Population and Administration.—The area of the ancient county is 527,123 acres; pop. (1891) 373,584, (1901) 434,019. The area of the administrative county is 532,788 acres. The county contains six hundreds. The municipal boroughs are: Leicester, the county town and a county borough (pop. 211,579), Loughborough (21,508). The urban districts are: Ashby-de-la-Zouch (4726), Ashby Woulds (2799), Coalville (15,281), Hinckley (11,304), Market Harborough (7735), Melton Mowbray (7454), Quorndon (2173), Shepshed (5293), Thurmaston (1732), Wigston Magna (8404). The county is in the Midland circuit, has one court of quarter sessions, and is divided into 9 petty sessional divisions. The county borough of Leicester has a separate court of quarter sessions and a separate commission of the peace. There are 327 civil parishes. The county is divided into four parliamentary divisions (Eastern or Melton, Mid or Loughborough, Western or Bosworth, Southern or Harborough), each returning one member; and the parliamentary borough of Leicester returns 2 members. The county is in the diocese of Peterborough, with the exception of small parts in those of Southwell and Worcester; and contains 255 ecclesiastical parishes or districts, wholly or in part.
History.—The district which is now Leicestershire was reached in the 6th century by Anglian invaders who, making their way across the Trent, penetrated Charnwood Forest as far as Leicester, the fall of which may be dated at about 556. In 679 the district formed the kingdom of the Middle Angles within the kingdom of Mercia, and on the subdivision of the Mercian see in that year was formed into a separate bishopric having its see at Leicester. In the 9th century the district was subjugated by the Danes, and Leicester became one of the five Danish boroughs. It was recovered by Æthelflaed in 918, but the Northmen regained their supremacy shortly after, and the prevalence of Scandinavian place-names in the county bears evidence of the extent of their settlement.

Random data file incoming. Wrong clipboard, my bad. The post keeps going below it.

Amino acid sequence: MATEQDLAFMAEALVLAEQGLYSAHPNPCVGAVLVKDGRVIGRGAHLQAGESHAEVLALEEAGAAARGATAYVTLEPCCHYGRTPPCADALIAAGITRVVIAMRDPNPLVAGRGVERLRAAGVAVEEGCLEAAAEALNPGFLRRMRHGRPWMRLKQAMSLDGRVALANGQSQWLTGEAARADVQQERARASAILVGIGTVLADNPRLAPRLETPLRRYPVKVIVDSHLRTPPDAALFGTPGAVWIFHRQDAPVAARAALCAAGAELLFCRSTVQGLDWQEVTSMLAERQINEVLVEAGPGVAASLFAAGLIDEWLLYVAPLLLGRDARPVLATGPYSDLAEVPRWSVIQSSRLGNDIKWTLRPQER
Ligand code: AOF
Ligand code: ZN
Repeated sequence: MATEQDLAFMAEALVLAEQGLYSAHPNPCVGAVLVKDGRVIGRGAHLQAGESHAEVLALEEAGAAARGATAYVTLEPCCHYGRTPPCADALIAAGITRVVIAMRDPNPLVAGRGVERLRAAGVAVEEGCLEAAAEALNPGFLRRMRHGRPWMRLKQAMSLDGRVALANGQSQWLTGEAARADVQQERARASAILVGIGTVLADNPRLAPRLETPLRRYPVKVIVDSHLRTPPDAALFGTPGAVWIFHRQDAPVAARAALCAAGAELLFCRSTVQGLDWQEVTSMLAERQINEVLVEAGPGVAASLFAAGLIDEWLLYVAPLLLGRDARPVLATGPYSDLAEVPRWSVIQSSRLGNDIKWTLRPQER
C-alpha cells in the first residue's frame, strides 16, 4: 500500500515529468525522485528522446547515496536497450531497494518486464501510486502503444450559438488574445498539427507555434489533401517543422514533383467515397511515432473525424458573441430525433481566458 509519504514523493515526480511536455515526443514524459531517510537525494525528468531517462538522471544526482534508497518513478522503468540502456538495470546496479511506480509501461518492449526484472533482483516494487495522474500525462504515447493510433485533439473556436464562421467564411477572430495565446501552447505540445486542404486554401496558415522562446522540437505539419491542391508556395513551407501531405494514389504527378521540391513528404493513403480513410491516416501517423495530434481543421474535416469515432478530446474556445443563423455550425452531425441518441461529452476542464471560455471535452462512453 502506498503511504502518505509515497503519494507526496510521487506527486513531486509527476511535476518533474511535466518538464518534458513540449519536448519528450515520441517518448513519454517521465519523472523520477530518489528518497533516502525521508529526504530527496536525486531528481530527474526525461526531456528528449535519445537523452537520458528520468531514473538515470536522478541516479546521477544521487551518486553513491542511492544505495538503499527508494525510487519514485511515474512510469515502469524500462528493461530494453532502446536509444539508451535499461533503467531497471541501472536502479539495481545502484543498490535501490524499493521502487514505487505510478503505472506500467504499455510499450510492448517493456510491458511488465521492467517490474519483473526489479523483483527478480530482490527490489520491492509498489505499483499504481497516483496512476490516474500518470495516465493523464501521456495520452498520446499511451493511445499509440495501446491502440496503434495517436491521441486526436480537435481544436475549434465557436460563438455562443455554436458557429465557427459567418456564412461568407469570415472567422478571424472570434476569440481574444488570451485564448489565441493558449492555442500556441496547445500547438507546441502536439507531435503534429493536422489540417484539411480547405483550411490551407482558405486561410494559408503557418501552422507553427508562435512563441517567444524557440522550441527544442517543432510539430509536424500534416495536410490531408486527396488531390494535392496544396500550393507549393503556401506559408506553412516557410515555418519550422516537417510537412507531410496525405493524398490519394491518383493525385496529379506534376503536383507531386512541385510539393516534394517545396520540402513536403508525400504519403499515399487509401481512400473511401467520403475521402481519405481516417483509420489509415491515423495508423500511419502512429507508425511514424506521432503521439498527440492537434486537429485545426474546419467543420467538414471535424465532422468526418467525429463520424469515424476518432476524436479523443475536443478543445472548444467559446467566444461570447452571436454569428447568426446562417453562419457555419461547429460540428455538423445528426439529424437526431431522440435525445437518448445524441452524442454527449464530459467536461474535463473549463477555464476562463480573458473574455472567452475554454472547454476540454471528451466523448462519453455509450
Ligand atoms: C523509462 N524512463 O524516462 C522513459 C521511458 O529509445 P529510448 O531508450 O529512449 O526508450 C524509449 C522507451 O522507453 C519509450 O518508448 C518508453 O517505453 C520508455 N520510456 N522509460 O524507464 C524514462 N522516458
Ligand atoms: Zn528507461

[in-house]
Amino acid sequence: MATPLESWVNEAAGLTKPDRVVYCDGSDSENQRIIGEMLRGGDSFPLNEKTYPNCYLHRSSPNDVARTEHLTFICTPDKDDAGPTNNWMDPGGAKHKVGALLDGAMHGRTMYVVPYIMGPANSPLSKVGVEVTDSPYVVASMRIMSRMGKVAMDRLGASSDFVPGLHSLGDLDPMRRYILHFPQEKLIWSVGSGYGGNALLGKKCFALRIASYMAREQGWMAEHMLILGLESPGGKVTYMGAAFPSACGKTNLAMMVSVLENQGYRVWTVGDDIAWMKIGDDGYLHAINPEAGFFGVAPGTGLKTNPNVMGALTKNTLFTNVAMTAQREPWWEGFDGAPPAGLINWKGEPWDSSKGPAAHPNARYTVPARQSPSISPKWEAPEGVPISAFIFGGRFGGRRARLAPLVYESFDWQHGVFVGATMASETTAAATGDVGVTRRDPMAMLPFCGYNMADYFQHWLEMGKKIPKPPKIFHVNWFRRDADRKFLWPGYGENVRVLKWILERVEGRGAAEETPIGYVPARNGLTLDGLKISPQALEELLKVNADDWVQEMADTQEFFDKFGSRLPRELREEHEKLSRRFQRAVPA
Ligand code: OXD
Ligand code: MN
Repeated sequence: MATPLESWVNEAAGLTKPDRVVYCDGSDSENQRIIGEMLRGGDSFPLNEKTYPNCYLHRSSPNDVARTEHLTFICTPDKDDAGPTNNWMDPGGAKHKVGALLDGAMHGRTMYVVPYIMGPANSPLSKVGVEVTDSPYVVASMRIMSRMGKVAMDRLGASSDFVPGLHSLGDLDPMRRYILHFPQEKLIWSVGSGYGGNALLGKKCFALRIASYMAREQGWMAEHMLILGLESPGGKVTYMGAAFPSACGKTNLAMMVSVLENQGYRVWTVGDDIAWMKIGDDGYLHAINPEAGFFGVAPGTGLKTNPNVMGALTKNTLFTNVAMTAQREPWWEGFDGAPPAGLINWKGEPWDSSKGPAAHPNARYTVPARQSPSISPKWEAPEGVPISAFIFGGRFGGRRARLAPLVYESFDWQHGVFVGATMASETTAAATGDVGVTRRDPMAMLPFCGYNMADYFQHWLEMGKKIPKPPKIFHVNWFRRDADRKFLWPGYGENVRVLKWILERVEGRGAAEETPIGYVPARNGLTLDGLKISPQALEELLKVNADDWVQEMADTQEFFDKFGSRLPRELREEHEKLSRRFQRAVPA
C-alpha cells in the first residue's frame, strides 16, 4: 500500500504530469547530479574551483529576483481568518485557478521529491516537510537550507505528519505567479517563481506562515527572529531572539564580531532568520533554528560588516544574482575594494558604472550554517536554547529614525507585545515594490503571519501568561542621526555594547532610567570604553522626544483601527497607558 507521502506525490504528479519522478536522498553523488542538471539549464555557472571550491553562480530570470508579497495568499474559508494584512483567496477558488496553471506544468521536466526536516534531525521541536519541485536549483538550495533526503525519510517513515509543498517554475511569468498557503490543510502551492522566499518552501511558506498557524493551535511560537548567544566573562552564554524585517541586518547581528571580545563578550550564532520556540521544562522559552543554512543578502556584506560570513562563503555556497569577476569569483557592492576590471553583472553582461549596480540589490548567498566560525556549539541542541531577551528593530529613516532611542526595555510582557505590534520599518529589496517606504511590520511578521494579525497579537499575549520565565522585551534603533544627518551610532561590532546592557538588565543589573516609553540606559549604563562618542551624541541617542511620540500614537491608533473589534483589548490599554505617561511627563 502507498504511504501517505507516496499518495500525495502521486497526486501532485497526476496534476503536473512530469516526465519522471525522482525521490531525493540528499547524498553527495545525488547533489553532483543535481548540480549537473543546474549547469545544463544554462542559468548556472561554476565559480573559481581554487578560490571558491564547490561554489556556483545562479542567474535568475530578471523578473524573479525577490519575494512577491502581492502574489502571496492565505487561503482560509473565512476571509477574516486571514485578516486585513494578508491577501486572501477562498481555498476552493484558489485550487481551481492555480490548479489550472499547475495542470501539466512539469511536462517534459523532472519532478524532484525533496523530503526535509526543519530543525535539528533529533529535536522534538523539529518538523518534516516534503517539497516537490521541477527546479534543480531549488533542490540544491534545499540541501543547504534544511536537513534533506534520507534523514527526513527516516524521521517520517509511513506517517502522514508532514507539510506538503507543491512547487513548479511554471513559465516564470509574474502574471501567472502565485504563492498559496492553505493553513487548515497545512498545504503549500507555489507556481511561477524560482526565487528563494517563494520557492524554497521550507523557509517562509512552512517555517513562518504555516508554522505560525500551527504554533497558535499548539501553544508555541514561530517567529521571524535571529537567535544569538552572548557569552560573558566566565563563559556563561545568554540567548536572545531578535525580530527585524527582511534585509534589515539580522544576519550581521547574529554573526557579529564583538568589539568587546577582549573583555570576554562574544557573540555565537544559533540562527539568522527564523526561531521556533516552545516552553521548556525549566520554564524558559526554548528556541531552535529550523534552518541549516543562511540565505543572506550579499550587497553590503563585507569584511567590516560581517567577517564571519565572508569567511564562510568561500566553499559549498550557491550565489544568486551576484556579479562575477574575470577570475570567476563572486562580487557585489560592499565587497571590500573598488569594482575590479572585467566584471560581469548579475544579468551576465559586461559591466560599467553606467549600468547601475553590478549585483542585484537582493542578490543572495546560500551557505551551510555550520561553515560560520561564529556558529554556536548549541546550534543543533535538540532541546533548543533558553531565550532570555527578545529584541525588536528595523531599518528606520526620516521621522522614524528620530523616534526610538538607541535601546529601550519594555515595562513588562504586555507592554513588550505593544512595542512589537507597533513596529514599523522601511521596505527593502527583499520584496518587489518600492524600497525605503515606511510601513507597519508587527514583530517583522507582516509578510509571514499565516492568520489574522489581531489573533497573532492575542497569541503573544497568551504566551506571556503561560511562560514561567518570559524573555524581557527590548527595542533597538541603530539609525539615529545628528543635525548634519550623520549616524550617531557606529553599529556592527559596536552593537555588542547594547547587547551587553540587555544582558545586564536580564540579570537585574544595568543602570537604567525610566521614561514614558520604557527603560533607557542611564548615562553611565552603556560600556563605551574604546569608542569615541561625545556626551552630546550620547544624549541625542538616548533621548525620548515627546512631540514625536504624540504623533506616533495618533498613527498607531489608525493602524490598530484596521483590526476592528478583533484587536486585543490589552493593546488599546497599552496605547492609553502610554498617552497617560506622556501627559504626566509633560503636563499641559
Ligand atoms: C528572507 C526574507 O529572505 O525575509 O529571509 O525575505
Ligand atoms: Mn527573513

Leicestershire probably originated as a shire in the 10th century, and at the time of the Domesday Survey was divided into the four wapentakes of Guthlaxton, Framland, Goscote and Gartree. The Leicestershire Survey of the 12th century shows an additional grouping of the vills into small local hundreds, manorial rather than administrative divisions, which have completely disappeared. In the reign of Edward I. the divisions appear as hundreds, and in the reign of Edward III. the additional hundred of Sparkenhoe was formed out of Guthlaxton. Before the 17th century Goscote was divided into East and West Goscote, and since then the hundreds have undergone little change. Until 1566 Leicestershire and Warwickshire had a common sheriff, the shire-court for the former being held at Leicester.
Leicestershire constituted an archdeaconry within the diocese of Lincoln from 1092 until its transference to Peterborough in 1837. In 1291 it comprised the deaneries of Akeley, Leicester (now Christianity), Framland, Gartree, Goscote, Guthlaxton and Sparkenhoe. The deaneries remained unaltered until 1865. Since 1894 they have been as follows: East, South and West Akeley, Christianity, Framland (3 portions), Sparkenhoe (2 portions), Gartree (3 portions), Goscote (2 portions), Guthlaxton (3 portions).